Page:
The United Nations had criticised the change as unfair to Iraq's Sunni Arab minority, which had threatened to boycott the vote.

After a brief debate on Wednesday, the Assembly voted 119 to 28 to restore the original voting rules for the referendum, which will take place 15 October. Only about half of the 275-member legislative body turned up for the vote.

Washington hopes a majority "yes" vote in the referendum will unite Iraq's disparate factions and erode support for fighters in Iraq, paving the way to eventually begin withdrawing foreign troops.

US and UN officials hope that restoring the original rules will avert a boycott of the referendum by the Sunni minority, which would undermine the credibility of the vote and wreck efforts to bring Sunnis into the political process.

Many Sunnis oppose the charter and want it rewritten, believing it would divide Iraq and leave the Shia in the south and Kurds in the north with virtual autonomy and control over Iraq's oil wealth, while isolating Sunnis with little power or revenue in central and western areas.

Original rules restored

"Ultimately, this will be a sovereign decision by the Iraqis, and it's up to the Iraqi National Assembly to decide on the appropriate electoral framework"

Stephane Dujarric,
UN spokesman in New York

The original rules, now restored, mean that Sunnis can veto the constitution by getting a two-thirds "no" vote in three provinces, even if the charter wins majority approval nationwide. Sunnis have a sufficient majority in four of Iraq's 18 provinces.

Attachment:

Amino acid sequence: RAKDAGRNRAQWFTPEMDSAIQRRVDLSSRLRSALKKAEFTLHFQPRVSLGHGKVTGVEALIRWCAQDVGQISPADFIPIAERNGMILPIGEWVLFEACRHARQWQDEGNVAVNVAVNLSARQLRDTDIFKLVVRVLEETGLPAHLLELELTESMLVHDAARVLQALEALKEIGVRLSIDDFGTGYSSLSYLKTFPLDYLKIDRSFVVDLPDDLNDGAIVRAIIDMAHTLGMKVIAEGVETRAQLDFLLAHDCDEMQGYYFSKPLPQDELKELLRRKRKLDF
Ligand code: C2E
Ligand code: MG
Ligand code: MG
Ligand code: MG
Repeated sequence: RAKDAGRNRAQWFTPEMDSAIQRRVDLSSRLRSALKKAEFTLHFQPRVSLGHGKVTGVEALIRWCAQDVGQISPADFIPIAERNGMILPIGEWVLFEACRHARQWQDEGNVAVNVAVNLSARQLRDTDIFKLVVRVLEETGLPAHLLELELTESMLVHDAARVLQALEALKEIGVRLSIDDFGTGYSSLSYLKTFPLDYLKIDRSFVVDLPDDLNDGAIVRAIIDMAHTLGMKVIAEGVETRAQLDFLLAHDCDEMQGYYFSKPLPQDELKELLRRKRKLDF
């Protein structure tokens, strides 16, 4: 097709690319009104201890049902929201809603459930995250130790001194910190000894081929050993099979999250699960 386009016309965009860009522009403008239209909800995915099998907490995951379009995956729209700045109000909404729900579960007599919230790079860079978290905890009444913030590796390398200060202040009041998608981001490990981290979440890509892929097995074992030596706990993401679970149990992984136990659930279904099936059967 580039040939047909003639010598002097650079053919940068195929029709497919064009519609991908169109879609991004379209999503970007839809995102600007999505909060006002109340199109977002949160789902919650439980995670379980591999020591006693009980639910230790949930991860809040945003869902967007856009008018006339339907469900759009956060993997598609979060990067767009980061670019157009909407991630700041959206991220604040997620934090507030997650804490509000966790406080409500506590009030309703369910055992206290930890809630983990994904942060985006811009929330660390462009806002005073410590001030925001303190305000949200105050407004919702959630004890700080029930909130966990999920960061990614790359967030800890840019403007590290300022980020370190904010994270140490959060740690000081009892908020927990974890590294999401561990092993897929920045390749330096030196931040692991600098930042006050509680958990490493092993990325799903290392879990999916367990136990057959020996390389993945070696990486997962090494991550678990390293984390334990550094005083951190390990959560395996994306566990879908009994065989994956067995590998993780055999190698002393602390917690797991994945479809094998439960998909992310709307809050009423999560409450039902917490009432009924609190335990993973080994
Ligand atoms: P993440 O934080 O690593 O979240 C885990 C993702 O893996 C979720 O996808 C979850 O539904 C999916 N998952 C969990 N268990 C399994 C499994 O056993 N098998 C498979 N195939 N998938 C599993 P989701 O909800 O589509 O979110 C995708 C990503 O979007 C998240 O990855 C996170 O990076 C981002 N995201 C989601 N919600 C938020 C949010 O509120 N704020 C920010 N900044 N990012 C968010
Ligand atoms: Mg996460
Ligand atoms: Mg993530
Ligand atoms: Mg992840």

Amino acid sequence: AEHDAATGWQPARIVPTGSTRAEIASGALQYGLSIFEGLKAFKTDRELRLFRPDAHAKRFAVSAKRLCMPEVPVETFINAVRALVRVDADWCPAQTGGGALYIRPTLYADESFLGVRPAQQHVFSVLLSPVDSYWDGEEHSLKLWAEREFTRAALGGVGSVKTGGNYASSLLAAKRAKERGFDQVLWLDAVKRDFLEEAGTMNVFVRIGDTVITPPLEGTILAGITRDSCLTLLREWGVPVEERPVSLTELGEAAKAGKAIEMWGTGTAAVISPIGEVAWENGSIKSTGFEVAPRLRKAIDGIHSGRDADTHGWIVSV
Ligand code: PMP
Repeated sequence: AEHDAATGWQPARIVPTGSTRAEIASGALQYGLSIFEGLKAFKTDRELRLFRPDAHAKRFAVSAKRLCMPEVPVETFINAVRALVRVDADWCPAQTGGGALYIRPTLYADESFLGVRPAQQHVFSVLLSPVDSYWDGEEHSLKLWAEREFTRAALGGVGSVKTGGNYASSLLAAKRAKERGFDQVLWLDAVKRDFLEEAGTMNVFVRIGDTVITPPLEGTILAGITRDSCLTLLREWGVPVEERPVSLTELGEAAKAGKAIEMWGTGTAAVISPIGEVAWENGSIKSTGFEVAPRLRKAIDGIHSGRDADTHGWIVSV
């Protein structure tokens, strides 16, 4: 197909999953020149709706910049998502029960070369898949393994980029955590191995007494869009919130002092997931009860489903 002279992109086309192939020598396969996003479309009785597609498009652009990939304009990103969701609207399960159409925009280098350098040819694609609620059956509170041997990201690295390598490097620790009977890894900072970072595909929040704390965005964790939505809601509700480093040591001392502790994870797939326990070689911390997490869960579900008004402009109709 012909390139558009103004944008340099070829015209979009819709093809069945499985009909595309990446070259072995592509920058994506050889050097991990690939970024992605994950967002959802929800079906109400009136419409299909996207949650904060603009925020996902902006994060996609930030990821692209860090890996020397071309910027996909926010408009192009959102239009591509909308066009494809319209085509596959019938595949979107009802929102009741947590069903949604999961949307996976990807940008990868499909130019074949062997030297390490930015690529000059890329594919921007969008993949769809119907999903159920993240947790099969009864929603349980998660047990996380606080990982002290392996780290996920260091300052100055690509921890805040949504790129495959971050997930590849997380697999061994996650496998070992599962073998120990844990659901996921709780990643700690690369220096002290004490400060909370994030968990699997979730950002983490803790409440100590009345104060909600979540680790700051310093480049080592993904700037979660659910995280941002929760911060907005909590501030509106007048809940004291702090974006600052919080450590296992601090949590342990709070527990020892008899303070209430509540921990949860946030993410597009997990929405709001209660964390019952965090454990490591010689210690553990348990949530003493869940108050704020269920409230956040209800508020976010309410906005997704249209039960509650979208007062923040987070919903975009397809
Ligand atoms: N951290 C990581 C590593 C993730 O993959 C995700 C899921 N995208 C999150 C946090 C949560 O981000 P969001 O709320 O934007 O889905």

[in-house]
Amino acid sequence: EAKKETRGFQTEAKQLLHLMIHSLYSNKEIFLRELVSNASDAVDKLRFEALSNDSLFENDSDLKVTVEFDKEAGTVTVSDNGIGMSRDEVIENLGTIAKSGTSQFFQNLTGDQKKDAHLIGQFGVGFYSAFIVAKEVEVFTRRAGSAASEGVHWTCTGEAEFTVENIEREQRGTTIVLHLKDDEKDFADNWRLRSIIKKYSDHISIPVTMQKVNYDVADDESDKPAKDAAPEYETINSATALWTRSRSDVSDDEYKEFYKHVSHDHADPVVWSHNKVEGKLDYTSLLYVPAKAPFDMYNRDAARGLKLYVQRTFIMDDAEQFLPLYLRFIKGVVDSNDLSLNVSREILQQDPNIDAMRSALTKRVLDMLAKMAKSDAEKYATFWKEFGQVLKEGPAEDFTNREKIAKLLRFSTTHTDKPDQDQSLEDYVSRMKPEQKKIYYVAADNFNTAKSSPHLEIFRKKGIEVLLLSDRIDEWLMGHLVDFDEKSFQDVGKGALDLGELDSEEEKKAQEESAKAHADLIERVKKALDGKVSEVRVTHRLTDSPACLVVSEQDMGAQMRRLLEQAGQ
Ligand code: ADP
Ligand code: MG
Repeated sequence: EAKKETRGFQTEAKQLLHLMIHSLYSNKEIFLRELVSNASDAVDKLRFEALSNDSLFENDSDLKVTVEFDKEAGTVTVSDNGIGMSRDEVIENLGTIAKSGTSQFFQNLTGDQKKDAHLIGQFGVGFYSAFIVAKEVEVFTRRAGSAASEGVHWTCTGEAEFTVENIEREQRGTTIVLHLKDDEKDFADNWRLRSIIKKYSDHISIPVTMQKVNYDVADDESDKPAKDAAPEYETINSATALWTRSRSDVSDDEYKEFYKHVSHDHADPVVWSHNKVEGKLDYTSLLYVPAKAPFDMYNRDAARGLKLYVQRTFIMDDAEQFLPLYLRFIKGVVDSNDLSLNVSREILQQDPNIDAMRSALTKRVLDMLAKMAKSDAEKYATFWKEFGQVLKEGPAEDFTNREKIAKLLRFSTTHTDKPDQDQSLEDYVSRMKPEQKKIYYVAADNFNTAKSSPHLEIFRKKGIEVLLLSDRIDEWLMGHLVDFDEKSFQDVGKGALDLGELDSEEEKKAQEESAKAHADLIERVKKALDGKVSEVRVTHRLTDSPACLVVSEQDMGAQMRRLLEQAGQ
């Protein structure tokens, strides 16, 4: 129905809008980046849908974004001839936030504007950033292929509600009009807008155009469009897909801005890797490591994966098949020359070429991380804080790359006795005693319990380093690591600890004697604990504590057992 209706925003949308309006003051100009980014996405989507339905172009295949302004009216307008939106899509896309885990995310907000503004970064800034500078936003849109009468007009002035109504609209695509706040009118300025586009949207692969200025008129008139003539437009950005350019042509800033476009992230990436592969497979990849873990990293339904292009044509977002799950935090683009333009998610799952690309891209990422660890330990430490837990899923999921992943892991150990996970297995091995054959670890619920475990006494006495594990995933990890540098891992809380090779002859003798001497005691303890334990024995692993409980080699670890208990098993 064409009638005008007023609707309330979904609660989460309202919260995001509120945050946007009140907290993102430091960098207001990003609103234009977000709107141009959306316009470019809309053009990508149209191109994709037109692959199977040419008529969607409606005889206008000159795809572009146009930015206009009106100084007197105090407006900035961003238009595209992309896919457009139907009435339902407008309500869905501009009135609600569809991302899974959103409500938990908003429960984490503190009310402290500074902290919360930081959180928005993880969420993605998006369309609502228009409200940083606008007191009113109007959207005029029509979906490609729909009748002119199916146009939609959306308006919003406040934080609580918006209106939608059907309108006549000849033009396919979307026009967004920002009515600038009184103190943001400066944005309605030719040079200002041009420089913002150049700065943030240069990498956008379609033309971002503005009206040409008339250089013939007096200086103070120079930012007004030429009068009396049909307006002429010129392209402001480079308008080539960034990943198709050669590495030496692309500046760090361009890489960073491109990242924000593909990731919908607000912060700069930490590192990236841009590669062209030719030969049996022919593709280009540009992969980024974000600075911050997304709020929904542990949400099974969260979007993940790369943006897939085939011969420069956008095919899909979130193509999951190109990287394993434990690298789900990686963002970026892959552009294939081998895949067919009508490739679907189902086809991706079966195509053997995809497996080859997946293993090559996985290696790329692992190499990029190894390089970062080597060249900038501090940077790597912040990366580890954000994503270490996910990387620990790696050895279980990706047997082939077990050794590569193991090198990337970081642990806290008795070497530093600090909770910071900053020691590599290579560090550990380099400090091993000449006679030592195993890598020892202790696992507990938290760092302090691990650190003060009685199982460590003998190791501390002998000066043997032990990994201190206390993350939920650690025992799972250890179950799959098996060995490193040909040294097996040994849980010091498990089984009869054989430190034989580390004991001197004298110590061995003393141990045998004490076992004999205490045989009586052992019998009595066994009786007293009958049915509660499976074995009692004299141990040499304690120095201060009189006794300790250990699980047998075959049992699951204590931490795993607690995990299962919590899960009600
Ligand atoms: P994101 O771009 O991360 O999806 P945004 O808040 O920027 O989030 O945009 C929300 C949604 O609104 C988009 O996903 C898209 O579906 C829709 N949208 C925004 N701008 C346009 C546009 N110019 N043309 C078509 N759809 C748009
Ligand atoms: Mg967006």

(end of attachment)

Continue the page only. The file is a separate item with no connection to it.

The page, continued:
On Sunday, Iraq's Shia- and Kurdish-controlled parliament effectively closed that loophole with their rule change. The legislature decided that a simple majority of those who cast votes means the constitution's victory - but that two-thirds of registered voters must cast "no" ballots in three provinces to defeat it.

That interpretation had raised the bar to a level almost impossible to meet. In a province of 1 million registered voters, for example, 660,000 would have to vote "no" - even if that many didn't go to the polls.

US, UN unhappy

In behind-the-scenes negotiations on Tuesday, US and UN officials pressed Iraqi legislators and government officials to reverse that change.

The UN said the change was a violation of international standards.

"Ultimately, this will be a sovereign decision by the Iraqis, and it's up to the Iraqi National Assembly to decide on the appropriate electoral framework," UN spokesman Stephane Dujarric said in New York on Tuesday.

"That being said, it is our duty in our role in Iraq to point out when the process does not meet international standards."

The Americans were talking separately with the Shia-led government.

Distribution of constitution

The UN criticised the change

On Monday, UN officials began distributing 5 million copies of the constitution to voters across Iraq. The world body also will monitor the voting on 15 October.

After Wednesday's vote, the deputy speaker, Hussein al-Shahristani, said the parliament now agreed that the word "voter" throughout the election rules means someone "who did really cast his vote in the referendum" - both for the purposes of passing the referendum or for getting the two-thirds threshold needed to defeat.

"The government is completely keen to make the constitutional process legitimate and of high credibility and we are concerned about the success of this process rather than the results of the referendum," government spokesman Laith Kubba said after the vote.